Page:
Monday, 18 February 2019

Nova Scotia Senator Wanda Bernard wants Canada to designate August 1 as Emancipation Day, to remember the formal abolition of slavery in the British colonies, to recognize the magnitude and immense evil of slavery but also the resilience of enslaved Africans, and to reflect on the enduring impact of slavery. On October 23 of last year, at Second Reading of her Bill S-255 Bernard explained why she feels so strongly about this. It’s a very good read.

Evelyn C. White profiles Giovanni Johnson, microbiologist and the only person of African descent employed as an assistant brewer in the booming Nova Scotia craft beer industry. “I grew up eating fresh coconut, mango, watermelon, kiwi, etc., in the Bahamas,” he said. “So it’s natural for me to develop recipes that include tropical notes. I think people like them, too.”

Raymond Sheppard on the high velocity nail gun attack on Nhlanhla Dlamini and the prosecution so far: “Lived experience confirms the entrenched racism, intolerance and injustice within the criminal justice system that African Nova Scotian are forced to endure while privilege allows Caucasians to walk through iron, if they ever go to court in the first place.”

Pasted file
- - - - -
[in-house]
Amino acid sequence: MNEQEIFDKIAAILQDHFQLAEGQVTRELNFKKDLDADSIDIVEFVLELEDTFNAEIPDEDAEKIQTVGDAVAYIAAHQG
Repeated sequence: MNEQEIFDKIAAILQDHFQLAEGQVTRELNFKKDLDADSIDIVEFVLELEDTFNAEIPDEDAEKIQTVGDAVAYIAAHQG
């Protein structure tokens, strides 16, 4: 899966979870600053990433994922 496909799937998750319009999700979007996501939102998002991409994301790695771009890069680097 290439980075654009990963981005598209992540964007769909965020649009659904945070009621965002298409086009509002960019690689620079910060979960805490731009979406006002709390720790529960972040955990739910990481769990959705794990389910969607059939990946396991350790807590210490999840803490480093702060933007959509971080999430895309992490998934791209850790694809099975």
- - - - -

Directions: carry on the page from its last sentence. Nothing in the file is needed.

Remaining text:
A book about slavery in Nova Scotia, North to Bondage: Loyalist slavery in the Maritimes, by professor Harvey Amani Whitfield, shows how ownership of enslaved Blacks was widespread in the Maritime provinces, and a major contributor to its economic viability. In a way it’s an invitation for white Nova Scotians to start a serious conversation about reparations.

Scott Neigh’s weekly podcast is a wonderful thing, and Scott is a kind man who always allows us to share an interview whenever the topic has a Nova Scotia relevance. Here he speaks with North Preston and Nort End community activist LaMeia Reddick, and Ted Rutland, author of Displacing Blackness: Planning, Power, and Race in Twentieth-Century Halifax, a must-read for anybody interested in urban planning and / or the history of the struggle against racism in Halifax. It’s a book I simply can’t recommend enough.